plastic eradication squad
Municipal officers, who are part of a plastic eradication squad, prepare to leave from their office in MumbaiREUTERS/Danish Siddiqui

Several multinational companies (MNCs) such as Amazon, Pepsi, Coca-Cola, and H&M have appealed to the Maharashtra government to relax the rules around the newly-imposed plastic ban in the state.

The ban, which came into effect earlier this month, could raise costs for companies that rely on plastic for packaging. Representatives from several companies, plastic industry bodies, and lobby groups met with government officials days before the ban came into effect, urging for phased imposition and relaced norms.

Neemit Punamiya, general secretary of the Plastic Bags Manufacturers Association of India asked the government to give the industry seven years to come up with alternatives, saying "It cannot happen overnight - we've got investments, we've got loans to pay and people to manage."

Other bodies such as the Federation of Indian Chambers of Commerce and the  Internet and Mobile Association of India have asked the government to reconsider the ban and ease certain rules but did not specify what it actually wants to be done.

Pepsi and Coca-Cola have also raised the issue of mandatory buyback of empty bottles, saying it will raise costs, especially if a guaranteed price is imposed.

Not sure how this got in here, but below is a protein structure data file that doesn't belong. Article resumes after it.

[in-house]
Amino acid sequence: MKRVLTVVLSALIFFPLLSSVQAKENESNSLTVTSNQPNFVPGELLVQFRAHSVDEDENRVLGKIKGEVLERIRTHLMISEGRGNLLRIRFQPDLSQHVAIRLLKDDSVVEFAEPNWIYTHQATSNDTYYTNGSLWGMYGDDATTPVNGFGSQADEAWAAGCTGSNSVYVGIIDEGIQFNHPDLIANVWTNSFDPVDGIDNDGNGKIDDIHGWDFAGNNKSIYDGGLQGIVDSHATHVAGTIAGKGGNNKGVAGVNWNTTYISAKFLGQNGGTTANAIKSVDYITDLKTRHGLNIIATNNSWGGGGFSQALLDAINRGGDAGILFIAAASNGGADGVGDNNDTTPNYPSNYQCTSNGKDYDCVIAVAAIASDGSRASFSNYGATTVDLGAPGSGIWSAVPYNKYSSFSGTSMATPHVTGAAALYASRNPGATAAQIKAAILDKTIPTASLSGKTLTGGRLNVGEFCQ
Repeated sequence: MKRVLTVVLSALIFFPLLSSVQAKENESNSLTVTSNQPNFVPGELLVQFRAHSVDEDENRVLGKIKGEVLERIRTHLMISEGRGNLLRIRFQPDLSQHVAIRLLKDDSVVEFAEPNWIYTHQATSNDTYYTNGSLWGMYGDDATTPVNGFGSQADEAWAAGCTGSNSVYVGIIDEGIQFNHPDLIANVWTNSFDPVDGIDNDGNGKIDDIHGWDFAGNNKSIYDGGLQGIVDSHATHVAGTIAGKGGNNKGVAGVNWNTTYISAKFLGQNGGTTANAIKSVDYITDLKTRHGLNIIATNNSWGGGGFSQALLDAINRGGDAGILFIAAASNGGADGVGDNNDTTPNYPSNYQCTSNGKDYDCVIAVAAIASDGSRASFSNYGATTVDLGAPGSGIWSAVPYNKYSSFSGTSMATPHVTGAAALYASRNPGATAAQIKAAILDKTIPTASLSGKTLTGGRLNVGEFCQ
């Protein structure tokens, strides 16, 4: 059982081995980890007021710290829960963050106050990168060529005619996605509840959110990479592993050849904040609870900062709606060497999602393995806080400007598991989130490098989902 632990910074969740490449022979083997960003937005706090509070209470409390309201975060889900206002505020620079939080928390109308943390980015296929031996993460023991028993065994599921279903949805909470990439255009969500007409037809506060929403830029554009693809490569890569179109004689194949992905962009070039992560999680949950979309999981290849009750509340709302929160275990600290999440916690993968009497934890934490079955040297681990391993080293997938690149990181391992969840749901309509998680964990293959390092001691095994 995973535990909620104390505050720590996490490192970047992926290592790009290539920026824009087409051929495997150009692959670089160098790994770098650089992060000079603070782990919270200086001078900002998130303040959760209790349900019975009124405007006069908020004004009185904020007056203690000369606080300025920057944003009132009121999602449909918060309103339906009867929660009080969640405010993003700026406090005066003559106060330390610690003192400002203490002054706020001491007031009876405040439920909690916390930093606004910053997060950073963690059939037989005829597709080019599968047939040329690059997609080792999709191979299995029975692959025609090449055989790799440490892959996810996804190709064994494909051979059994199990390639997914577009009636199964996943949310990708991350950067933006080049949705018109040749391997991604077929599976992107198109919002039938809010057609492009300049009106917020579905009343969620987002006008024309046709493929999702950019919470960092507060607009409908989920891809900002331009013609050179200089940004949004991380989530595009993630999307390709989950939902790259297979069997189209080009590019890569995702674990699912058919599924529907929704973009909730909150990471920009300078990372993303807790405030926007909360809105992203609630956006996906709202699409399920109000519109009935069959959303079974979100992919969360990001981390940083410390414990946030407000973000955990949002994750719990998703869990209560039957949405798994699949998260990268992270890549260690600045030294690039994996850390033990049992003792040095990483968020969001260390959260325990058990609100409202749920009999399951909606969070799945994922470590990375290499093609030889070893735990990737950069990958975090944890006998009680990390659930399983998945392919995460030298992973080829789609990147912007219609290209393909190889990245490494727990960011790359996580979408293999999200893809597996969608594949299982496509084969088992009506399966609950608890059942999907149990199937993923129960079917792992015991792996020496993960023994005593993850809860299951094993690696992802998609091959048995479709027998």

In order to facilitate a smooth rollout of the ban, the government has awarded some concessions to local grocery stores and online retailers and is said to be considering the issues raised by the representatives.

Maharashtra plastic ban
A notice is pasted outside a shop stating the unavailability of plastic bags at a market in Mumbai, India,REUTERS/Danish Siddiqui

The plastic ban

Maharashtra's move, the first such broad action against plastic by an Indian state, comes as Prime Minister Narendra Modi pushes a plan to completely end the use of single-use plastic in India by 2022. Plastic packaging accounts for nearly half of all plastic waste globally, and much of it is thrown away within just a few minutes of its first use, according to the United Nations.

The ban includes bags, food containers, spoons, forks, glasses and packaging wraps - which the local plastics industry says could cost it up to 150 billion rupees a year and nearly 3 lakh jobs.

Since the ban came into force, squads of officials in Mumbai have been raiding shops and restaurants, sometimes accompanied by police, to enforce the rule. Violations could result in penalties of up to 25,000 rupees ($362.49) and jail terms of up to three months.